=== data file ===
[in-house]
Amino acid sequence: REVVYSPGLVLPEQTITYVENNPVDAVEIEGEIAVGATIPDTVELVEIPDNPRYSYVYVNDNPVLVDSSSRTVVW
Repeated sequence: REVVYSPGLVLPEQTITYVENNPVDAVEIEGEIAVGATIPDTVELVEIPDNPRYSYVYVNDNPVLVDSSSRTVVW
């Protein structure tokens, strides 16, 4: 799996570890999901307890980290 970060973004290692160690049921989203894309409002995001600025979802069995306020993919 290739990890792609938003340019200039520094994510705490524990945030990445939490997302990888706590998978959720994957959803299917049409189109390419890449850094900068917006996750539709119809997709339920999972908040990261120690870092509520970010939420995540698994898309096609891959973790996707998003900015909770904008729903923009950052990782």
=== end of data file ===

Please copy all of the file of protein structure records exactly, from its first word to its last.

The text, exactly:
[in-house]
Amino acid sequence: REVVYSPGLVLPEQTITYVENNPVDAVEIEGEIAVGATIPDTVELVEIPDNPRYSYVYVNDNPVLVDSSSRTVVW
Repeated sequence: REVVYSPGLVLPEQTITYVENNPVDAVEIEGEIAVGATIPDTVELVEIPDNPRYSYVYVNDNPVLVDSSSRTVVW
């Protein structure tokens, strides 16, 4: 799996570890999901307890980290 970060973004290692160690049921989203894309409002995001600025979802069995306020993919 290739990890792609938003340019200039520094994510705490524990945030990445939490997302990888706590998978959720994957959803299917049409189109390419890449850094900068917006996750539709119809997709339920999972908040990261120690870092509520970010939420995540698994898309096609891959973790996707998003900015909770904008729903923009950052990782």